PEER-REVIEWED ARTICLES ONLY!!! website ending in (.gov or .edu)
Paper Topic: Does Individual Substance Abuse Impact Society? Topics Covered: -Causes of Substance Abuse in Adults -Effects on Marriage -Effects on Children -Implications for Rehab Facilities -Mental Health Issue vs. Imprisonment Long Term & Short-Term effects Instructions:
In reviewing articles and other publications for this section, it is prudent to provide concise statements about the aim of the article and the relevant findings/conclusions as presented in the paper by the author(s). Then, provide an explanation of the author’s conclusions in the student’s own words and include a statement as to how the article is relevant to the student’s present project. Students must describe the theoretical perspective and methods utilized in each study prior to presenting the conclusions in the literature review. Students must also note any theoretical flaws and/or methodological considerations observed as not all articles are equal merit (e.g., the theory may be misinterpreted; six interviews do not equal 400 surveys). See further explication of these two aspects below. Theoretical Framework: In this section, it is incumbent upon the student to analyze the usefulness of the perspectives proffered and present the theoretical perspective(s) most useful to address the topic of study. What theoretical perspective and/or specific theories help to explain the phenomenon under exploration in the student project? In other words, do not merely submit findings, but rather provide the theoretical perspective of the author(s) to set the findings in context. Attempting to conduct research without theoretical application is a fatal flaw as the purpose of research is to bridge the gap between theory and practice. Methodological Analysis: As stated in the previous section, it is necessary to provide methodological analysis within the substantive content of the literature review. This requires that the student expand the discussion on methodological limitations by providing more detail and an overall analysis of the research on the topic to date from a methodological perspective. Simply put, do not merely say Study X found Y; but rather, Study X used quantitative analysis in the form of a self-administered survey to a sample of 400, exploring A, B, and C variables. In short, this section should guide the reader/audience through the extant literature, thus leading with the sociological and/or systems context of the topic through reference to studies relevant to same and, finally, leading into the discussion portion of the paper which concludes with the research problem statement. Thus, the literature review brings the reader right to the reason the student’s project is necessary to gain a more complete understanding of the phenomena under investigation. The literature section should be approximately ten pages in length with all articles presented in social and/or systems context, addressed theoretically and methodologically, with findings relevant to the topic explained in academic terms and in the student’s own words (layman’s explanation).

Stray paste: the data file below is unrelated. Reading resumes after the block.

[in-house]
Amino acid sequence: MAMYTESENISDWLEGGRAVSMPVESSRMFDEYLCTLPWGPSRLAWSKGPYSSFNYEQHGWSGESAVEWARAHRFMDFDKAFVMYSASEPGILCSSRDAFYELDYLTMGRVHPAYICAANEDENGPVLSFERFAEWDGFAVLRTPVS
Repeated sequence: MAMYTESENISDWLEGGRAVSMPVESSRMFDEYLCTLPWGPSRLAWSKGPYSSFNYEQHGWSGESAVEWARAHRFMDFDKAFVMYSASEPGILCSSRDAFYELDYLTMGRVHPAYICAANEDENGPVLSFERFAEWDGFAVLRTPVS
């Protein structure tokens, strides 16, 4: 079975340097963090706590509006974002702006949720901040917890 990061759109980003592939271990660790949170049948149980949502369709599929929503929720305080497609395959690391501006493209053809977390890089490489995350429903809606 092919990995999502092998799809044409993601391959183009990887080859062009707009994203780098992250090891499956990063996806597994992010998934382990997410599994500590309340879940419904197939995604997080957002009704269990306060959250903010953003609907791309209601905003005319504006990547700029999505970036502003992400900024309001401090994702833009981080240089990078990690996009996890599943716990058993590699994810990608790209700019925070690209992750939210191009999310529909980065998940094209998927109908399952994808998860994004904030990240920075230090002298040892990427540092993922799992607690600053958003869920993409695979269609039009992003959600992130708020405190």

Proposed Methodology: